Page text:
Some Metabolic Constraints to Oat Productivity
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The yield of oats and other cereals has been increased considerably over the years through plant breeding. To a large extent this has been accomplished through the elimination of defects, such as insect and disease susceptibility and weak straw. However, yield per se has been increased, largely through the breeding of cultivars that have a higher proportion of their dry matter at maturity in the grains. This has been called the harvest index, and has been defined as: grain wt/(grain wt + straw wt). This trend was demonstrated by Wych and Stuthman(1) who compared nine oat cultivars released over six decades in Minnesota. They found a correlation coefficient of 0.90 between grain yield and harvest index (Table 1). Biological yield was also positively correlated with grain yield, but the correlation coeffecient was lower (0.67). Lawes(2) found that grain yield of European cultivars introduced since 1908 was also highly correlated with harvest index, although the harvest indices of the European cultivars averaged considerably higher than the American ones.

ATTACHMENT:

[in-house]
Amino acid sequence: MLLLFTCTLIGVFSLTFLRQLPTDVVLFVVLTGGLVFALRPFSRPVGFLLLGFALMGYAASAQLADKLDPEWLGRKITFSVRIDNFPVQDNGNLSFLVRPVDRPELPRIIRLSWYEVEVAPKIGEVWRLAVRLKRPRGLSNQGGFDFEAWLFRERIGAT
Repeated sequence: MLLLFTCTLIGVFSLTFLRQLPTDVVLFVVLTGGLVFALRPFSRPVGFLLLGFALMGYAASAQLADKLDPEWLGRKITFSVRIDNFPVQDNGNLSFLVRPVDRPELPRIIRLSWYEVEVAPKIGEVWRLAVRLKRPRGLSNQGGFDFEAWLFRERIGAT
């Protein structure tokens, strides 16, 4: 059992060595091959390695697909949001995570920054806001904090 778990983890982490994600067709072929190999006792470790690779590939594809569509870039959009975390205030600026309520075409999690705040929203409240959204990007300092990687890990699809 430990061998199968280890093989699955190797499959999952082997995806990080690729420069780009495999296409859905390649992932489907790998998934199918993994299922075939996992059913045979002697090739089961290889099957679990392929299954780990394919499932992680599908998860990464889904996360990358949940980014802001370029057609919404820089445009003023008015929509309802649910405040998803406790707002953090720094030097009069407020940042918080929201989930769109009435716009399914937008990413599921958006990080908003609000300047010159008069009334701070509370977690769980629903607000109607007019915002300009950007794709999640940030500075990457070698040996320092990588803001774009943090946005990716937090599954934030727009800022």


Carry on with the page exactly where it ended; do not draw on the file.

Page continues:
KeywordsSucrose Concentration Harvest Index Unit Leaf Area Metabolic Constraint Total Leaf Nitrogen
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